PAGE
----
Rationale: Transient receptor potential melastatin (TRPM)3 is a calcium-permeable ion channel activated by the neurosteroid pregnenolone sulfate and positively coupled to insulin secretion in β cells. Although vascular TRPM3 mRNA has been reported, there is no knowledge of TRPM3 protein or its regulation and function in the cardiovascular system.

Objective: To determine the relevance and regulation of TRPM3 in vascular biology.

Methods and Results: TRPM3 expression was detected at mRNA and protein levels in contractile and proliferating vascular smooth muscle cells. Calcium entry evoked by pregnenolone sulfate or sphingosine was suppressed by TRPM3 blocking antibody or knock-down of TRPM3 by RNA interference. Low-level constitutive TRPM3 activity was also detected. In proliferating cells, channel activity was coupled negatively to interleukin-6 secretion via a calcium-dependent mechanism. In freshly isolated aorta, TRPM3 positively modulated contractile responses independently of L-type calcium channels. Concentrations of pregnenolone sulfate required to evoke responses were higher than the known plasma concentrations of the steroids, leading to a screen for other stimulators. β-Cyclodextrin was one of few stimulators of TRPM3, revealing the channels to be partially suppressed by endogenous cholesterol, the precursor of pregnenolone. Elevation of cholesterol further suppressed channel activity and loading with cholesterol to generate foam cells precluded observation of TRPM3 activity.

Conclusions: The data suggest functional relevance of TRPM3 in contractile and proliferating phenotypes of vascular smooth muscle cells, significance of constitutive channel activity, regulation by cholesterol, and potential value of pregnenolone sulfate in therapeutic vascular modulation.

  J Li , H Huang , L Sun , M Yang , C Pan , W Chen , D Wu , Z Lin , C Zeng , Y Yao , P Zhang and E. Song
 

Purpose: We aim to examine miR-21 expression in tongue squamous cell carcinomas (TSCC) and correlate it with patient clinical status, and to investigate its contribution to TSCC cell growth, apoptosis, and tumorigenesis.

Experimental Design: MicroRNA profiling was done in 10 cases of TSCC with microarray. MiR-21 overexpression was quantitated with quantitative reverse transcription-PCR in 103 patients, and correlated to the pathoclinical status of the patients. Immunohistochemistry was used to examine the expression of TPM1 and PTEN, and terminal deoxynucleotidyl transferase–mediated dUTP labeling to evaluate apoptosis. Moreover, miR-21 antisense oligonucleotide (ASO) was transfected in SCC-15 and CAL27 cell lines, and tumor cell growth was determined by 3-(4,5-dimethylthiazol-2-yl)-2,5-diphenyltetrazolium bromide, adherent colony formation, and soft agar assay, whereas apoptosis was determined by Annexin V assay, cytochrome c release, and caspase 3 assay. Tumorigenesis was evaluated by xenografting SCC-15 cells in nude mice.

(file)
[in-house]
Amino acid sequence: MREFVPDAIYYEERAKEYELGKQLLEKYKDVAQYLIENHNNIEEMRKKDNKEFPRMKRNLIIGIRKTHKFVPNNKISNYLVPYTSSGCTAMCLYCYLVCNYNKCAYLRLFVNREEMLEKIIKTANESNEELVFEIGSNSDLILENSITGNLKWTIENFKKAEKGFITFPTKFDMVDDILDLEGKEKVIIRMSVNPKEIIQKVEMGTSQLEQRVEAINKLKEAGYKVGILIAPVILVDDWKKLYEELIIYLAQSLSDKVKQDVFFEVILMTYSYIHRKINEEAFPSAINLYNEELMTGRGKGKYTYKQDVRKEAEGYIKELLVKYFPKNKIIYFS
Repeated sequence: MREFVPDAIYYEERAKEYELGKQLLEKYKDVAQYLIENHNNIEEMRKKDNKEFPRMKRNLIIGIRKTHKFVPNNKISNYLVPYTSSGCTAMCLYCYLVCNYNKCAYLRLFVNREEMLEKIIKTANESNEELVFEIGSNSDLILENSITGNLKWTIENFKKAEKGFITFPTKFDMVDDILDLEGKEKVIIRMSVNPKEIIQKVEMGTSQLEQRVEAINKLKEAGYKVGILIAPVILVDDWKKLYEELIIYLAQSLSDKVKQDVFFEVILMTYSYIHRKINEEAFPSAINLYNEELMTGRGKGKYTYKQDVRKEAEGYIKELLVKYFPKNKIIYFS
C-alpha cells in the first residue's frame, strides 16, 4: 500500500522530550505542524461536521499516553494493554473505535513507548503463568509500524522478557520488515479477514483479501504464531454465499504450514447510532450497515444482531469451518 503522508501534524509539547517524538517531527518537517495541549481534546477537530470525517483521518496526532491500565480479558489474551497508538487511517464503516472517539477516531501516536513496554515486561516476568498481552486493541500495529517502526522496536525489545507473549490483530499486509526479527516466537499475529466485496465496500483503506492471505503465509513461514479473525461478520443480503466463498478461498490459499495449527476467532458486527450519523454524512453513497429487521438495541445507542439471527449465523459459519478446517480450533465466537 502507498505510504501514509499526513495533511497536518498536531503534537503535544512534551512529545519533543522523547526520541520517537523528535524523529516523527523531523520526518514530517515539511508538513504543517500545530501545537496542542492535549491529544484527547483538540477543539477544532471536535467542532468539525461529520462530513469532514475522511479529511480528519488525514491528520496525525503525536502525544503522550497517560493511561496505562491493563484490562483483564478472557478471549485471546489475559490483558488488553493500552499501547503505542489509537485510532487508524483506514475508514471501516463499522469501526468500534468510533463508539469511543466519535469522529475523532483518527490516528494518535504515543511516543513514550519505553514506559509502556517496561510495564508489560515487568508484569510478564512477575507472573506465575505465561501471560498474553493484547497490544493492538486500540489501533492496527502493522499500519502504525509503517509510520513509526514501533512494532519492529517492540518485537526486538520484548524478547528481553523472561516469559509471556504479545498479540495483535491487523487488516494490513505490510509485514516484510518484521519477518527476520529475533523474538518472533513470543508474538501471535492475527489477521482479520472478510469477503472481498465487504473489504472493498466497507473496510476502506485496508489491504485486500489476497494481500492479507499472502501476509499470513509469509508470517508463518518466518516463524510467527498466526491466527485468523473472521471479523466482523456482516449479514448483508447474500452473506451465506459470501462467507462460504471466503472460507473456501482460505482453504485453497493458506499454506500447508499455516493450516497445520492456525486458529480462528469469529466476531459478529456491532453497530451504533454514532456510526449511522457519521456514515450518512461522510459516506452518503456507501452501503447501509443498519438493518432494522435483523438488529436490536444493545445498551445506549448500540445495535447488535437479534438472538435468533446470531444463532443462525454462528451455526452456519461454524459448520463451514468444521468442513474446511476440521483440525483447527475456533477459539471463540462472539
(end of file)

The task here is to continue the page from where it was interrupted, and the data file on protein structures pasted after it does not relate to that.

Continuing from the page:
Results: MiR-21 is overexpressed in TSCC relative to adjacent normal tissues. The level of miR-21 is reversely correlated with TPM1 and PTEN expression and apoptosis of cancer cells. Multivariate analysis showed that miR-21 expression is an independent prognostic factor indicating poor survival. Inhibiting miR-21 with ASO in TSCC cell lines reduces survival and anchorage-independent growth, and induces apoptosis in TSCC cell lines. Simultaneous silencing of TPM1 with siRNA only partially recapitulates the effect of miR-21 ASO. Furthermore, repeated injection of miR-21 ASO suppresses tumor formation in nude mice by reducing cell proliferation and inducing apoptosis.

Conclusions: miR-21 is an independent prognostic indicator for TSCC, and may play a role in TSCC development by inhibiting cancer cell apoptosis partly via TPM1 silencing.

  C. A Milbury , J Li and G. M. Makrigiorgos
 

Background: Analysis of clinical samples often necessitates identification of low-level somatic mutations within wild-type DNA; however, the selectivity and sensitivity of the methods are often limiting. COLD-PCR (coamplification at lower denaturation temperature–PCR) is a new form of PCR that enriches mutation-containing amplicons to concentrations sufficient for direct sequencing; nevertheless, sequencing itself remains an expensive mutation-screening approach. Conversely, high-resolution melting (HRM) is a rapid, inexpensive scanning method, but it cannot specifically identify the detected mutation. To enable enrichment, quick scanning, and identification of low-level unknown mutations, we combined COLD-PCR with HRM mutation scanning, followed by sequencing of positive samples.

Methods: Mutation-containing cell-line DNA serially diluted into wild-type DNA and DNA samples from human lung adenocarcinomas containing low-level mutations were amplified via COLD-PCR and via conventional PCR for TP53 (tumor protein p53) exons 6–8, and the 2 approaches were compared. HRM analysis was used to screen amplicons for mutations; mutation-positive amplicons were sequenced.

Results: Dilution experiments indicated an approximate 6- to 20-fold improvement in selectivity with COLD-PCR/HRM. Conventional PCR/HRM exhibited mutation-detection limits of approximately 2% to 10%, whereas COLD-PCR/HRM exhibited limits from approximately 0.1% to 1% mutant-to-wild-type ratio. After HRM analysis of lung adenocarcinoma samples, we detected 7 mutations by both PCR methods in exon 7; however, in exon 8 we detected 9 mutations in COLD-PCR amplicons, compared with only 6 mutations in conventional-PCR amplicons. Furthermore, 94% of the HRM-detected mutations were successfully sequenced with COLD-PCR amplicons, compared with 50% with conventional-PCR amplicons.